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Quote:
Originally Posted by teufler View Post
I have written to the FCC, I guess on deaf ears, but digital comms first to analog listeners might as well be called encrypted because to analog, its jibberish. FCC says this is legal. Digital can be Fusion, Dstar, some p25, and DMR. Most cases , not understood by only the few that have a radio that understands what mode is being used. Encrypted is unintelligible , Digital to analog, really the same. One is acceptable , one is not, but the end result is the same.
By the same reasoning, so is cw.
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Old 07-12-2017, 12:09 PM
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Quote:
Originally Posted by 62Truck View Post
It would be nice if we could change this rule to allow encryption for any kind of control, like when sending dtmf commands to a repeater. There are some commands that you do not want to broadcast out to the general public.
Some repeaters let you dial into them via a telephone. (or log into them via internet control) The control op can then log in and issue commands that way. If someone is so concerned about security, then they need a controller that can operate that way.
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Old 07-12-2017, 12:40 PM
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As Steve posted, there's a huge difference. With encryption, only one or very few select people can copy. And THAT is not the intent of amateur radio what so ever!
Also as Steve pointed out, a person can go to their local amateur radio dealer and buy a digital transceiver and listen in.
Also, CW in no manner is encryption. All a person has to do is study the Morse code and copy what is being transmitted.
I would hate to see the day come, (and it will not happen) when amateurs' are allowed to encryption their transmission. If someone wants to talk in private, all they have to do is pick up the telephone and talk all they want with out anyone hearing them, (other than NSA, or other 3 letter government agencies) hearing what they need said in privacy!
Tell me, just WHY do you want amateur radios to be able to transmit encryption? Seriously, why???
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Old 07-12-2017, 1:07 PM
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Quote:
Originally Posted by mrweather View Post
Many (most?) repeater controllers send cover tones when someone uses DTMF. Problem solved.
except that does zip when listening to the input/control frequency
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Old 07-12-2017, 8:15 PM
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Quote:
Originally Posted by KC5CSG View Post
I'm curious about the "Basic" and "Enhanced" encryption that is available on the TYT DM-380. Are those scrambling techniques legal on amateur radio frequencies. I'm asking because I'm tempted to use them but I'm hesitant about it due to the questionable legality of it all.

DE KC5CSG
You have to remember, DMR radios, including the TYT MD-380, are NOT Amateur Radios by design. Hams use them, sure. However, they were developed as a radio to be used in the Land Mobile Radio Service, not Amateur Radio Service. That is why they include an encryption/inversion/scrambling option. You will notice that any Amateur Radio Service designed radio will not have any encryption/inversion/scrambling feature.
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Old 07-12-2017, 9:18 PM
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kc4raf: there are times when we perform ares or Cert stuff when transmitting for the agency we are supporting that confidential matters pertaining to minors or health and welfare, they are agency normal requirements that require this. When we do car rally support, if an accident involving injuries to a driver, no driver names are to be transmitted over the net at any time. We are forced to use cell phone which requires net to handle two methods of comms. The radio and a cell phone at sometimes the same time.. Sure other hams can listen in, though to be 100% sure, they would have to carry 5 radios. True there are a few hams that report in who carry 4 or 5 radios. Agencies who see this , they refere to those volunteers as "Billy Blue Lights". The FCC has not been moved to accept these arguments by others yet. In a net operations, a channel can be preset with whatever the encryption scheme would be, and the general public would not be able to listen in. This would satisfy most agencies that are being supported. I am not trying to get in an argument as confidential comms have been presented to the FCC many times before and deaf ears have maybe listened. Hams have offered services that agencies could not provide for many years. First we had repeaters, agencies were in many areas just simplex . Repeaters gave them greater and clearer comms., Then we offered auto patch, or phone contact before there were cell phones. This was helpful for those who had needs to talk to others whop were not radio savey. , Then we offered slow scan tv, or the providing of images, which was a great benefits. Pictures of a scene were for more descriptive than words said. We had repeater linking, providing wider area comms. Agencies now have repeaters, cell phones that carry voice and pictures, trunking that offers wider coverage or in some states state wide comms. We have adapted DMR , but no encryption and now they have encrypted comms while we as hams sit on the side. Agencies have passed us by, and if we can not provide what they are used too, I feel we are of less or no use at all. Its like we have the guns, but the ammo is nor provided. This was like the time in Viet Nam. We knew the targets, but Washington told us what targets we could go after. Sometimes it as like , well in Indians didn't have bows and arrows anymore, they had guns that shot pretty darm good, and we had blinders on. Washington at their finest once more.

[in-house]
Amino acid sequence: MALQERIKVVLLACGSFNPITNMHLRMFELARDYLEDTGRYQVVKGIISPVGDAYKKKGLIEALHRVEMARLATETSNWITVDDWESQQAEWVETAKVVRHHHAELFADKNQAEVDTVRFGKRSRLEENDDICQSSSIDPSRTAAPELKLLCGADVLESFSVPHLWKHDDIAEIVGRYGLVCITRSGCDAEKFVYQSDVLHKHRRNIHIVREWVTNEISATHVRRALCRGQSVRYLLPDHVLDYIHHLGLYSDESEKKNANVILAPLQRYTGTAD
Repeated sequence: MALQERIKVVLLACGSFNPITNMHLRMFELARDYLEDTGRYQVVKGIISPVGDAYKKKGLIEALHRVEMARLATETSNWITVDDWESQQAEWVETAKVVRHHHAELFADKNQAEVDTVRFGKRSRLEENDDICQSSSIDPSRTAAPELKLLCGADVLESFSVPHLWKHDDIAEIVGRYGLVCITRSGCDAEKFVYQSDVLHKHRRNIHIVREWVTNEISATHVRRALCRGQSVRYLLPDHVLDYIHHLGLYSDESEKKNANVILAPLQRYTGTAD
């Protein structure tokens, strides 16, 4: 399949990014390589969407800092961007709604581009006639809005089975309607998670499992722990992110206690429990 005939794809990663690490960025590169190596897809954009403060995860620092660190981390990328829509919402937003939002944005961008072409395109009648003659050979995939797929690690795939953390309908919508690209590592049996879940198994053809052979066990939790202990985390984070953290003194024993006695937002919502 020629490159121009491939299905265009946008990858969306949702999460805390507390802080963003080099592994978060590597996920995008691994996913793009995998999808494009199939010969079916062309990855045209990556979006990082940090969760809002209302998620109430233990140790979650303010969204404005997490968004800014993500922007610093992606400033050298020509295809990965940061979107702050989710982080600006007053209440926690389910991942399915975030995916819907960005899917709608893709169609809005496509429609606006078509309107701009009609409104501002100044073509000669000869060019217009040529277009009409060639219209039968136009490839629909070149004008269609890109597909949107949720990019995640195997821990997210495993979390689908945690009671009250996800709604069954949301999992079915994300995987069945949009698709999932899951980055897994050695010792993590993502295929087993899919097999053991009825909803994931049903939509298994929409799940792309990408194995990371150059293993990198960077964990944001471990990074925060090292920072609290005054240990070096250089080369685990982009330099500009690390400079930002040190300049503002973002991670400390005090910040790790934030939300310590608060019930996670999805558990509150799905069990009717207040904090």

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Old 07-12-2017, 9:29 PM
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Quote:
Originally Posted by teufler View Post
kc4raf: there are times when we perform ares or Cert stuff when transmitting for the agency we are supporting that confidential matters pertaining to minors or health and welfare, they are agency normal requirements that require this........ .
Not a reason to encrypt.

If a served agency has requirements above Part 97, they should provide the equipment and training. If a served agency places requirements on a group outside of Part 97, Leadership should explain the limitations of Part 97.